For senior care home management, Ms Jones says virtual tools can make it “easier to talk to groups of staff”. But for management working from home she says, “there’s a real balance between making sure you’ve got that degree of flexibility in the workforce but also that there’s still that strong support and leadership. It’s really important that senior leaders are still visible to their wider colleagues,” she says.

Staff wellbeing lessons from the pandemic

The pandemic has been an extremely stressful time for people working in health and social care, and its impact means that many could be feeling overwhelmed and at the point of burnout.

In general practice, secondary care, and the social care sector organisations have put measures in place to safeguard the health and wellbeing of their staff. This includes employers signposting them to sources of support and offering Employee Assistant Programmes (EAPs) - an employer-paid scheme that allows employees to contact an independent adviser on a confidential basis to discuss any issue that is troubling them.

Dr Bartlett says during the pandemic there has been “a greater focus on staff wellbeing”. He says his hospital has a large geriatrics department, and that by last November, when outbreaks of Covid-19 on the wards began it was “devastating” for patients and staff.  “The virus disproportionately affected frail older people. There were many deaths,” he says.

He explains that for staff who “pride themselves on giving people a ‘good death’, and supporting them in their last phase of life, were now faced with the suddenness of a Covid death and that dying patients were unable to be with their families.

The emotional and physical impact of the pandemic has taken its toll on healthcare professionals. But it has also led to teams being “more aware of each other’s wellbeing”, says Dr Bartlett. His Trust, he says, has given staff access to trained counsellors, there has been “more openness” about people’s mental health and emotional fatigue, and both junior doctors and consultants have had opportunities to “debrief and offload” about issues. That “collegiate feeling and openness has continued – which is really nice”, he says.

Balancing rights and risks

The pandemic has highlighted some broader issues about balancing the risk of older people contracting Covid with other risks, such as social isolation, which has an impact on their mental health.

“Our management of human rights and management of risk is a really big lesson to be learned,” says Dr Garrett. “For example, we know that most older people living in care homes are coming to the end of their lives and we need to balance keeping them safe from Covid with keeping them safe from the consequences of a lack of social interaction,” she says.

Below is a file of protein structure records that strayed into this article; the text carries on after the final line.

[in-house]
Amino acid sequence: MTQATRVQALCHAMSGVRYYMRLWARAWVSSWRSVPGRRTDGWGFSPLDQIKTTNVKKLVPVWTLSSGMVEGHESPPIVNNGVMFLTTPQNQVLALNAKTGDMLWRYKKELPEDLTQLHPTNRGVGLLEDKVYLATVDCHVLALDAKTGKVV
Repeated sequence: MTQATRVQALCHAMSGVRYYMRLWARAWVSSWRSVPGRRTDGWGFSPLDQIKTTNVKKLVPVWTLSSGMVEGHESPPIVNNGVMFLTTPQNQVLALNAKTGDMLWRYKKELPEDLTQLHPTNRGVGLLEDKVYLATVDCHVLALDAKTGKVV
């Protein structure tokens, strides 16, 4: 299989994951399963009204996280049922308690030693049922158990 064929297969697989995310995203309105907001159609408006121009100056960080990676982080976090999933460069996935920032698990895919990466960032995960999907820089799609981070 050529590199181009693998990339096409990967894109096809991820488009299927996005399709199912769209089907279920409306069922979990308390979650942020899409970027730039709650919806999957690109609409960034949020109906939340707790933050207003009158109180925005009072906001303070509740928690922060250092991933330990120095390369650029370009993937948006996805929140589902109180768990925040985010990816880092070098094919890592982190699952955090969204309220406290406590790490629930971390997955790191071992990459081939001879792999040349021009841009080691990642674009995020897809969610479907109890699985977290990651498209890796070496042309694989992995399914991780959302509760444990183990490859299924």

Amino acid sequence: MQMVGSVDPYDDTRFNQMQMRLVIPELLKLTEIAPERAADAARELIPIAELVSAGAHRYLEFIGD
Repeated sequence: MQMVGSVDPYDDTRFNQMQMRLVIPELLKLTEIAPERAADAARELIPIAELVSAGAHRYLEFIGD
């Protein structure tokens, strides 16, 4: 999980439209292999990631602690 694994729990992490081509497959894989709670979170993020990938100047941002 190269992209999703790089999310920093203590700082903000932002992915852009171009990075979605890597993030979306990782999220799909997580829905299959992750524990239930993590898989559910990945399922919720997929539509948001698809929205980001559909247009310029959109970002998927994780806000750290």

Ms Jones says that for people living in care homes, the balance of risk from harm and risk from a lack of connection with families “has not been well served by policy makers”, adding that a “more compassionate approach to visiting” was needed.

Dr Lawn says there  has been a “huge amount of loneliness and fear” within older people’s communities. And Dr Bartlett says lockdown has had a “terrible effect on older people’s mental health”, adding that “previous fit and independent people have become much more frail and people’s dementia has progressed that much more because they’ve not had the social interaction”. He warns that “loneliness is a great, untold burden and we are going to see a lot of fallout from this”.

Continuing new ways of working

As primary and secondary care gradually carry out a phased return to bringing back patients and services to primary and secondary care settings, practitioners are continuing with the news ways of working that have emerged during the pandemic.

Consultations via phone or video will remain a part of how care is delivered, and being mindful of the wellbeing of health and social care professionals will be embedded into day-to-day practice.    

Lessons learned for the next pandemic

Lessons will also have been learned, retained and need to be ready to put into practice in preparation for the next pandemic. “We have always known a pandemic is likely. We learned lessons from this one and will need to get ready for the next,” says Dr Garrett. When that next pandemic hits she hopes “we will firmly engage with our older population directly”.

Ms Jones believes at the heart of any discussion about the lessons learned from the pandemic are people – “the people we’ve loved and lost and who have survived, and the people that supported them”.

And those supporting older people – including GPs, nurses, geriatricians - have been brought closer together as a result of the pandemic. As Dr Bartlett says: “Local GPs, local community matrons, and everyone within the hospital from different specialities – we’ve all worked more closely together.

“I really hope we can manage to keep this closeness going between primary and secondary care. It’s essential when caring for older people that everyone is pulling in the same direction and helping each other.”

 


 Kathy Oxtoby is a medical journalist